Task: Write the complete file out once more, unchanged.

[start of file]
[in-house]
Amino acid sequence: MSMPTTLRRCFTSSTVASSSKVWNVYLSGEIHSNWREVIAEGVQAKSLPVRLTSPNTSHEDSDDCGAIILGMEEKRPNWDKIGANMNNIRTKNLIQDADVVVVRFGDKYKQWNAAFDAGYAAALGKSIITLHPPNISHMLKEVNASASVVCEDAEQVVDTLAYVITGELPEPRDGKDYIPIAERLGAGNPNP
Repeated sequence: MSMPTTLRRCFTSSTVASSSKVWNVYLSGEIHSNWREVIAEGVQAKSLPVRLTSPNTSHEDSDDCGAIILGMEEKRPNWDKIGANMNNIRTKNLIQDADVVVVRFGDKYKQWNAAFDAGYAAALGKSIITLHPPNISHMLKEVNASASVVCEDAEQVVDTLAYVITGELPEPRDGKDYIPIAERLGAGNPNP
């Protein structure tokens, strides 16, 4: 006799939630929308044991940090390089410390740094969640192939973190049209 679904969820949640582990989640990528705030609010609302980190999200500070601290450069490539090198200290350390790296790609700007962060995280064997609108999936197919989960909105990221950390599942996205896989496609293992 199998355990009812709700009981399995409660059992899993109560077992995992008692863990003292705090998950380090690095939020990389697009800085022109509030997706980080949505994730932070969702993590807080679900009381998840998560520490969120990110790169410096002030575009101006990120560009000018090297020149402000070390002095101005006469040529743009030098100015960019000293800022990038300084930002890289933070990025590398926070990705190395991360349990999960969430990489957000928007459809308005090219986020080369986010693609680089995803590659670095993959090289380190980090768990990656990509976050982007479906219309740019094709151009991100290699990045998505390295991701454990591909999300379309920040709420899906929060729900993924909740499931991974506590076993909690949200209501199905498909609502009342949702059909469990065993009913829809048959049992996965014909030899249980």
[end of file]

[in-house]
Amino acid sequence: MSMPTTLRRCFTSSTVASSSKVWNVYLSGEIHSNWREVIAEGVQAKSLPVRLTSPNTSHEDSDDCGAIILGMEEKRPNWDKIGANMNNIRTKNLIQDADVVVVRFGDKYKQWNAAFDAGYAAALGKSIITLHPPNISHMLKEVNASASVVCEDAEQVVDTLAYVITGELPEPRDGKDYIPIAERLGAGNPNP
Repeated sequence: MSMPTTLRRCFTSSTVASSSKVWNVYLSGEIHSNWREVIAEGVQAKSLPVRLTSPNTSHEDSDDCGAIILGMEEKRPNWDKIGANMNNIRTKNLIQDADVVVVRFGDKYKQWNAAFDAGYAAALGKSIITLHPPNISHMLKEVNASASVVCEDAEQVVDTLAYVITGELPEPRDGKDYIPIAERLGAGNPNP
């Protein structure tokens, strides 16, 4: 006799939630929308044991940090390089410390740094969640192939973190049209 679904969820949640582990989640990528705030609010609302980190999200500070601290450069490539090198200290350390790296790609700007962060995280064997609108999936197919989960909105990221950390599942996205896989496609293992 199998355990009812709700009981399995409660059992899993109560077992995992008692863990003292705090998950380090690095939020990389697009800085022109509030997706980080949505994730932070969702993590807080679900009381998840998560520490969120990110790169410096002030575009101006990120560009000018090297020149402000070390002095101005006469040529743009030098100015960019000293800022990038300084930002890289933070990025590398926070990705190395991360349990999960969430990489957000928007459809308005090219986020080369986010693609680089995803590659670095993959090289380190980090768990990656990509976050982007479906219309740019094709151009991100290699990045998505390295991701454990591909999300379309920040709420899906929060729900993924909740499931991974506590076993909690949200209501199905498909609502009342949702059909469990065993009913829809048959049992996965014909030899249980």